Before we get too far ahead of ourselves, Carroll did acknowledge that adding a third quarterback to what was expected to be a two-man race would be difficult in terms of adequately splitting the reps to give each quarterback a fair shot. We'll have to wait for the start of OTAs on May 22 to see how much Carroll's declaration actually changed the team's approach to the quarterback position this offseason.
It's also important to note that the only third-round quarterback to start immediately is Joe Ferguson, who started all 14 games for a 1973 Buffalo Bills team that ranked dead last in passing offense as O.J. Simpson became the first player in NFL history to rush for over 2,000 yards.
That said, Wilson confirming what the front office saw on tape to warrant a top-75 pick, enough to where Carroll needs to "to see where he fits in with these guys," could be bad news for Jackson's long-term future in Seattle.
Jackson was a logical free agent signing in 2011 as his familiarity with first-year offensive coordinator Darrell Bevell helped the Seahawks' offense transition to a new system following the lockout. And Jackson admirably played through a partially torn pectoral muscle to post the best statistical season of his six-year career.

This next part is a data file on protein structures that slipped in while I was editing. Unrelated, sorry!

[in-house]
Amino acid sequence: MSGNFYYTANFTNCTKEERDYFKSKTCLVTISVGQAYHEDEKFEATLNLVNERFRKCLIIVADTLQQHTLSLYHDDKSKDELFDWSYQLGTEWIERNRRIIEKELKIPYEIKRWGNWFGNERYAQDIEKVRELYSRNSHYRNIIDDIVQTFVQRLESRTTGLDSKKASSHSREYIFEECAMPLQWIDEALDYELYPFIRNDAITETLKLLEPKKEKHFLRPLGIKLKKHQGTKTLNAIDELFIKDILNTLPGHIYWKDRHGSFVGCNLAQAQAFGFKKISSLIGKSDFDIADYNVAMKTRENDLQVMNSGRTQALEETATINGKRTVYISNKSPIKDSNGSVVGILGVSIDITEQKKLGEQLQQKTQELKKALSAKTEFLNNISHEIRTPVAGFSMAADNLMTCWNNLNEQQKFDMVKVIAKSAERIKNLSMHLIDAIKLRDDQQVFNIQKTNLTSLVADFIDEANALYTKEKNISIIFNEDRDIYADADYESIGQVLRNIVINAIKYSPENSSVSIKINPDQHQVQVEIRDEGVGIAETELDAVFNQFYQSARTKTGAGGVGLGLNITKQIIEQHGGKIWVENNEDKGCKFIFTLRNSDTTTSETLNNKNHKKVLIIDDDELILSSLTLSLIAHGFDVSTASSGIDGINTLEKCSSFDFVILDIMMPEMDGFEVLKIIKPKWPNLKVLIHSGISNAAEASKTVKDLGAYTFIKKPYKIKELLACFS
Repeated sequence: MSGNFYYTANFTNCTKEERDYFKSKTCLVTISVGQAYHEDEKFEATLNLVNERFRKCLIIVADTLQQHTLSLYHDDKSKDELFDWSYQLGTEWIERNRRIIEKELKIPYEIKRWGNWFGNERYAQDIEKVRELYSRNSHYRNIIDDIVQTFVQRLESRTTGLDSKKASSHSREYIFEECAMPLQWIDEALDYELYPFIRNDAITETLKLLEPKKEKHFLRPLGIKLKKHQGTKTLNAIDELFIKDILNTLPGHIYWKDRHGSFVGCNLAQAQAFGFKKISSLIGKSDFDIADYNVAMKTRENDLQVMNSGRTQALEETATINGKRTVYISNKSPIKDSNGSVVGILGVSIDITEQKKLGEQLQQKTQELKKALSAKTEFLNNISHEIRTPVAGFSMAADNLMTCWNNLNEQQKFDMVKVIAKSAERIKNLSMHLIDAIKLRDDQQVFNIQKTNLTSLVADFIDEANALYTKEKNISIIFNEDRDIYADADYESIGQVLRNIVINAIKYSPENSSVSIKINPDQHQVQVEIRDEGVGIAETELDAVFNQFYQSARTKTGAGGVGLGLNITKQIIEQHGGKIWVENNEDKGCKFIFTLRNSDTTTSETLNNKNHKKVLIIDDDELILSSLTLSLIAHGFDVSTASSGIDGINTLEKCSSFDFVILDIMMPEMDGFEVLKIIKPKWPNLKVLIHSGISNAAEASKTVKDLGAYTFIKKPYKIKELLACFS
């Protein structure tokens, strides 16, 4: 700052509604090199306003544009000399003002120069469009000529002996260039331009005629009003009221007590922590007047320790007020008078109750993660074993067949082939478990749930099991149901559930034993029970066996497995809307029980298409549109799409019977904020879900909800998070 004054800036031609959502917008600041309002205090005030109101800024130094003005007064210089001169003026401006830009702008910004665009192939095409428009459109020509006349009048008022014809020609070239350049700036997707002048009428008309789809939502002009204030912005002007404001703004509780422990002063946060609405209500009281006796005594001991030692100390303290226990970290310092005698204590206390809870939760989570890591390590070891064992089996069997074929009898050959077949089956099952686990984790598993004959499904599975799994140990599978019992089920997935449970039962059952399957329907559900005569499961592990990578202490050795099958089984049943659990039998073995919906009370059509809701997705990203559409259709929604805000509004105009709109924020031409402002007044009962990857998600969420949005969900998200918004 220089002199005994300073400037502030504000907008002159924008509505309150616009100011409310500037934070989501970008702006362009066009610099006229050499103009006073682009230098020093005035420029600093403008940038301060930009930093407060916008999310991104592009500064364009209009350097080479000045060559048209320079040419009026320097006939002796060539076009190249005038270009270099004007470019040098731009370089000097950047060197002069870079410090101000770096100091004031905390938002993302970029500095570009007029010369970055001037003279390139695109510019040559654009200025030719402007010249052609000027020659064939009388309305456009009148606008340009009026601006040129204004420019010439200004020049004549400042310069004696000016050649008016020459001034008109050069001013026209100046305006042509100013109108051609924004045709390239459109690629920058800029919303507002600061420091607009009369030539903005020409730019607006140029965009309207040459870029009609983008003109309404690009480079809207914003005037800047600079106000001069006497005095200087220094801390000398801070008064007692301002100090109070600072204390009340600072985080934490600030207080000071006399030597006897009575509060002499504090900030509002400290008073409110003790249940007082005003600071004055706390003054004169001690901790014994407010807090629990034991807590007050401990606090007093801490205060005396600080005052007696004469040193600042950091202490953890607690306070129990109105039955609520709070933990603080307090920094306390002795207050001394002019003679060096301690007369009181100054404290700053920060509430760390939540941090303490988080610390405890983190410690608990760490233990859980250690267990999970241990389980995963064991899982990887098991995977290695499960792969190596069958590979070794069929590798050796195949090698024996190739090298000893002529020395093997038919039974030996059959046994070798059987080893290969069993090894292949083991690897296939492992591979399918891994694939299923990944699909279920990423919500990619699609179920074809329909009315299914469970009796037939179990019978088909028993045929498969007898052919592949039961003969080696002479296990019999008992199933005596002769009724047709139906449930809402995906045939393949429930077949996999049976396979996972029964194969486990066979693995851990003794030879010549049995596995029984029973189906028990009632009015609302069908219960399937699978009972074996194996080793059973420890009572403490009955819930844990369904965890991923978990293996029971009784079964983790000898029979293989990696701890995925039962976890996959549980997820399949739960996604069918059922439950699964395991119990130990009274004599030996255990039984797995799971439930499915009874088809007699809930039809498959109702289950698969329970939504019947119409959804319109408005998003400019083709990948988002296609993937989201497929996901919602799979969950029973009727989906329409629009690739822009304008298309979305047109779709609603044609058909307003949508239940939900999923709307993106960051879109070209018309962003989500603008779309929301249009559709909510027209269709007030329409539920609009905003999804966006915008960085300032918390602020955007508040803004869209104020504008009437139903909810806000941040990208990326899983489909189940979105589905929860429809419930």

But that performance was not enough to keep the Seahawks from signing Flynn to a three-year, $19.5 million contract that contained $10 million in guarantees (an amount that exceeds the total value of Jackson's two-year contract from last August) and using a top-75 pick on Wilson, who completed 225-of-309 pass attempts for 3,175 yards with 33 touchdowns and just four interceptions to led the nation in passing efficiency in his one season at Wisconsin. With Jackson due $4 million in non-guaranteed base salary in 2012 and representing $4.4 million in cap savings, not only will he need to hold off a challenge from Flynn for the starting job, but he may have to distance himself considerably from Wilson just to earn a roster spot.